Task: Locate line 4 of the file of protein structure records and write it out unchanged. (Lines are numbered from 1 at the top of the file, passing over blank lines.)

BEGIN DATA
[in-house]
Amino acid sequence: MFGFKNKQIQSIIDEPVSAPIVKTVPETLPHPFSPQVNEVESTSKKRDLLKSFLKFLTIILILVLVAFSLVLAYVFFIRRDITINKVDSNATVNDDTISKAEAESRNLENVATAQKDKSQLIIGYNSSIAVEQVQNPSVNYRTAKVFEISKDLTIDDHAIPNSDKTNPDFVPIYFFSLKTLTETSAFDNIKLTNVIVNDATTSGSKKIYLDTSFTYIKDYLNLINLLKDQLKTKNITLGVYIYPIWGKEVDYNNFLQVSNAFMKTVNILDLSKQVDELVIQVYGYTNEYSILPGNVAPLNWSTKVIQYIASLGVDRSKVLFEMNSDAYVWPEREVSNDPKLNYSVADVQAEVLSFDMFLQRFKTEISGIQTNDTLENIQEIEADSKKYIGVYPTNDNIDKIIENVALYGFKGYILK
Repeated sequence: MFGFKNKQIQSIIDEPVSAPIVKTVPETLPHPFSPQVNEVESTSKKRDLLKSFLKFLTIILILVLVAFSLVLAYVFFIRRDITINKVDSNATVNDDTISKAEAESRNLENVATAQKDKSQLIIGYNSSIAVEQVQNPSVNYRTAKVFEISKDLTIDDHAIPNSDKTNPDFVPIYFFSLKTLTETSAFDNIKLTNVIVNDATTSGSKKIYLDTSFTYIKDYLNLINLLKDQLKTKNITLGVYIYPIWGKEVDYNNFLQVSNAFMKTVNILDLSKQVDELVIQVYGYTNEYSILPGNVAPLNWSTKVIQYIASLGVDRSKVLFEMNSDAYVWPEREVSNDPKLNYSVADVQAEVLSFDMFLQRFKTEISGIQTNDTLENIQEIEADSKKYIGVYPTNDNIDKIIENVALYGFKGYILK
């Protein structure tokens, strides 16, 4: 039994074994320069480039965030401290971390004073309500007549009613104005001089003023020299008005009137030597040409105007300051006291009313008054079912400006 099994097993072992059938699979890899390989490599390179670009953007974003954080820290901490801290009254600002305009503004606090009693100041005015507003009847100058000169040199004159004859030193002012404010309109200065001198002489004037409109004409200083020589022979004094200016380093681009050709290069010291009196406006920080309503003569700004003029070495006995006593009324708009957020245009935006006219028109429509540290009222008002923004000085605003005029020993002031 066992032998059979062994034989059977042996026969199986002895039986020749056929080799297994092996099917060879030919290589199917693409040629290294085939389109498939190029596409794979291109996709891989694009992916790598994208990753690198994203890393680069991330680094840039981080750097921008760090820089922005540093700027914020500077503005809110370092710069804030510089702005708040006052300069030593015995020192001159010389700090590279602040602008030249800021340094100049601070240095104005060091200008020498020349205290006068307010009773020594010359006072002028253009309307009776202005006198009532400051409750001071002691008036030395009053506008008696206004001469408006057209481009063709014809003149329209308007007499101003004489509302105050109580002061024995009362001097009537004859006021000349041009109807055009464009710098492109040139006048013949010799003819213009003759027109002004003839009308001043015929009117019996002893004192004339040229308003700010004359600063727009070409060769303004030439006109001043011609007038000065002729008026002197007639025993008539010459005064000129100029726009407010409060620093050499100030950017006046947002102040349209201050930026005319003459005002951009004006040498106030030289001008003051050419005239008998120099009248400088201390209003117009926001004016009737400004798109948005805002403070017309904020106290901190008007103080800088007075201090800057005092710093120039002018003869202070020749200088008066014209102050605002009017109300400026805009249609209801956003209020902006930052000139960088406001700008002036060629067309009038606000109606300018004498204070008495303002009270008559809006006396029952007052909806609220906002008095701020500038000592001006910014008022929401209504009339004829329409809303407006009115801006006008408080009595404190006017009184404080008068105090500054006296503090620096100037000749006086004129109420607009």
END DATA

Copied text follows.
């Protein structure tokens, strides 16, 4: 039994074994320069480039965030401290971390004073309500007549009613104005001089003023020299008005009137030597040409105007300051006291009313008054079912400006 099994097993072992059938699979890899390989490599390179670009953007974003954080820290901490801290009254600002305009503004606090009693100041005015507003009847100058000169040199004159004859030193002012404010309109200065001198002489004037409109004409200083020589022979004094200016380093681009050709290069010291009196406006920080309503003569700004003029070495006995006593009324708009957020245009935006006219028109429509540290009222008002923004000085605003005029020993002031 066992032998059979062994034989059977042996026969199986002895039986020749056929080799297994092996099917060879030919290589199917693409040629290294085939389109498939190029596409794979291109996709891989694009992916790598994208990753690198994203890393680069991330680094840039981080750097921008760090820089922005540093700027914020500077503005809110370092710069804030510089702005708040006052300069030593015995020192001159010389700090590279602040602008030249800021340094100049601070240095104005060091200008020498020349205290006068307010009773020594010359006072002028253009309307009776202005006198009532400051409750001071002691008036030395009053506008008696206004001469408006057209481009063709014809003149329209308007007499101003004489509302105050109580002061024995009362001097009537004859006021000349041009109807055009464009710098492109040139006048013949010799003819213009003759027109002004003839009308001043015929009117019996002893004192004339040229308003700010004359600063727009070409060769303004030439006109001043011609007038000065002729008026002197007639025993008539010459005064000129100029726009407010409060620093050499100030950017006046947002102040349209201050930026005319003459005002951009004006040498106030030289001008003051050419005239008998120099009248400088201390209003117009926001004016009737400004798109948005805002403070017309904020106290901190008007103080800088007075201090800057005092710093120039002018003869202070020749200088008066014209102050605002009017109300400026805009249609209801956003209020902006930052000139960088406001700008002036060629067309009038606000109606300018004498204070008495303002009270008559809006006396029952007052909806609220906002008095701020500038000592001006910014008022929401209504009339004829329409809303407006009115801006006008408080009595404190006017009184404080008068105090500054006296503090620096100037000749006086004129109420607009």